Remember the "glory days" in high school or college when playing on a sports team made being physically fit easier? It could have been due to the influence of the crowd you ran with, or simply the fact that you were young. Interestingly, research is showing that a person's degree of weakness, not their age, has everything to do with risk of injury.
As we grow older, our bodies decrease production of a protein called elastin, which keeps ligaments and tendons flexible. The longer a person goes without exercising or stretching can make appendages stiffen, shortening their range of movement and consequently, adding dependence on our muscles to do all of the work.
What does this mean for those over forty with poor strength and/or lack of bone density? Henry Lodge, M.D., and coauthor of Younger Next Year, mandates at least a 10-minute warm up, followed by light strength training that is non-impactful.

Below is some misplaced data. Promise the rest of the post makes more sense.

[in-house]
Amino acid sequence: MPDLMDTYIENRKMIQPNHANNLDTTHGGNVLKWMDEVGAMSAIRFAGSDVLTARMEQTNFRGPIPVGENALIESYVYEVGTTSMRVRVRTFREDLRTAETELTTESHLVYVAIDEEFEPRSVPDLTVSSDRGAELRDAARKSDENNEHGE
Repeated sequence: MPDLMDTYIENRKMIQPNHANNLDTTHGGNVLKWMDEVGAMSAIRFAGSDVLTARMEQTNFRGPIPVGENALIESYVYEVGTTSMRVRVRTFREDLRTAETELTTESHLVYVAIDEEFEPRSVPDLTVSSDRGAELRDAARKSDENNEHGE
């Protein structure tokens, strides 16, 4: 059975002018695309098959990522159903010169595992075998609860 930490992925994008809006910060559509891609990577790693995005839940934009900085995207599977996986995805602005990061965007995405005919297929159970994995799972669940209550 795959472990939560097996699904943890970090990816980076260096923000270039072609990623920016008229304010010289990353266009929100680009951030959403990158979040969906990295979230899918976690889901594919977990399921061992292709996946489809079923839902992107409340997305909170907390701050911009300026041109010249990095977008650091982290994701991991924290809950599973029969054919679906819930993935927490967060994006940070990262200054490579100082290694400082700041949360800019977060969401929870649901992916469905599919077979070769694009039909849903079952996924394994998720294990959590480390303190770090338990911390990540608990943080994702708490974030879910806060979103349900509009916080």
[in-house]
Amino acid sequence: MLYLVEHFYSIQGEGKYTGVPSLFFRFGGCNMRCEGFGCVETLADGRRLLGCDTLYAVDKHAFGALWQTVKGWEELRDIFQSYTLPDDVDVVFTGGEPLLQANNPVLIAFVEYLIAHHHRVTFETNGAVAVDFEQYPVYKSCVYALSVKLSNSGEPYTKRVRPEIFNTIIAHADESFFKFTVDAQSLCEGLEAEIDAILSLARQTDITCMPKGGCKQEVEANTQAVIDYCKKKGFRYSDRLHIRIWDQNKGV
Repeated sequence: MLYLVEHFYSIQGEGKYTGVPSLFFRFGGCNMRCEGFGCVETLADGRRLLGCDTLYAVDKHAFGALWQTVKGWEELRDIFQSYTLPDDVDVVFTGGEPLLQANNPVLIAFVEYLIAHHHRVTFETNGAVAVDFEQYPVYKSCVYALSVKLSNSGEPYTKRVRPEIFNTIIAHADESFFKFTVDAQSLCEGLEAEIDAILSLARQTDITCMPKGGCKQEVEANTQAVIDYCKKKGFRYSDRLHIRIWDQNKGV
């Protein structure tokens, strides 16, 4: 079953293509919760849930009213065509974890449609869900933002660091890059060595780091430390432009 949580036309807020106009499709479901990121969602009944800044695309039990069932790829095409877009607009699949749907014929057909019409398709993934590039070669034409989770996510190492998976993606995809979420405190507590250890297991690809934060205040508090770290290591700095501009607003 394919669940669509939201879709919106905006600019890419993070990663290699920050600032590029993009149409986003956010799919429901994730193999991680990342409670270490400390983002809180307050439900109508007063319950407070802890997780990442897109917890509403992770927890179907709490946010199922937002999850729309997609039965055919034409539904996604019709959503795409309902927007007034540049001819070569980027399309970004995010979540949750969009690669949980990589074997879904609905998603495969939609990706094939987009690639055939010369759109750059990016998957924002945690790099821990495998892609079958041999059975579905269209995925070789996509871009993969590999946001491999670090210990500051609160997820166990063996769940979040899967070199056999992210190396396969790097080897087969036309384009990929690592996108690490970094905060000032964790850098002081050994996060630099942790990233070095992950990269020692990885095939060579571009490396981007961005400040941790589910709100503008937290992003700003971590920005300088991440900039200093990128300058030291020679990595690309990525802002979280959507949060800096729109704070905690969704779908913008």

"It's essential that your muscles are warm, supple and awake. Rather than stretching or engaging in a lighter version of the intended sport, the optimal warm-up for our demographic should be a core strengthening component."
This can include climbing stairs, planks, lunges or crunches- any activity that makes use of your body's own pressure.
Additionally, implementing an effective cool down is also key to avoiding injury. Working out can cause a build-up of lactic acid and muscle inflammation, leaving our muscles with a longer recovery time than in our younger years. Following up with plenty of water and slow stretching can make this refractory period injury-free.
Ultimately, age doesn't have to define our freedom to a strong and active lifestyle. Choosing to work slightly harder to be physically fit can once again bring back a little glory to our days.